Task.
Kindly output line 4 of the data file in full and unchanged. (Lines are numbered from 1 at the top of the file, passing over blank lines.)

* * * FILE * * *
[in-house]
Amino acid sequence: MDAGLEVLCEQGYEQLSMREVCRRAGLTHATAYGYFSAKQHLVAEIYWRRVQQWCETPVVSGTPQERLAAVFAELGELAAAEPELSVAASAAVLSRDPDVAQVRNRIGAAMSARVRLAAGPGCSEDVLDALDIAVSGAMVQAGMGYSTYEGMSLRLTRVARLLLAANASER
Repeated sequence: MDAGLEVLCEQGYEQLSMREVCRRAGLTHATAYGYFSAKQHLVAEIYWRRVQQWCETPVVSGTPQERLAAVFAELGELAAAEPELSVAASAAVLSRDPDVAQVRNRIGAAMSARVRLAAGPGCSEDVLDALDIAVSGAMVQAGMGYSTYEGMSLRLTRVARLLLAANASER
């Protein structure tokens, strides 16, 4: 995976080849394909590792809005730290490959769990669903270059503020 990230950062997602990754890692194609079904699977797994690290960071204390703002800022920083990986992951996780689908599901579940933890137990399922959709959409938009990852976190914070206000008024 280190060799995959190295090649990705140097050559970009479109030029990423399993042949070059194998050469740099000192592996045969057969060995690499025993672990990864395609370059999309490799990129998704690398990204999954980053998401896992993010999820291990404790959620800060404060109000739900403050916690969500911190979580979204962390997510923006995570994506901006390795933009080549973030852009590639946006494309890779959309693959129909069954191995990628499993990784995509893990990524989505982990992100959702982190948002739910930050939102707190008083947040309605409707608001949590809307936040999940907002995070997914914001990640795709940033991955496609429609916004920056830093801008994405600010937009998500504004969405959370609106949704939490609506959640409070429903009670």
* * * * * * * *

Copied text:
């Protein structure tokens, strides 16, 4: 995976080849394909590792809005730290490959769990669903270059503020 990230950062997602990754890692194609079904699977797994690290960071204390703002800022920083990986992951996780689908599901579940933890137990399922959709959409938009990852976190914070206000008024 280190060799995959190295090649990705140097050559970009479109030029990423399993042949070059194998050469740099000192592996045969057969060995690499025993672990990864395609370059999309490799990129998704690398990204999954980053998401896992993010999820291990404790959620800060404060109000739900403050916690969500911190979580979204962390997510923006995570994506901006390795933009080549973030852009590639946006494309890779959309693959129909069954191995990628499993990784995509893990990524989505982990992100959702982190948002739910930050939102707190008083947040309605409707608001949590809307936040999940907002995070997914914001990640795709940033991955496609429609916004920056830093801008994405600010937009998500504004969405959370609106949704939490609506959640409070429903009670």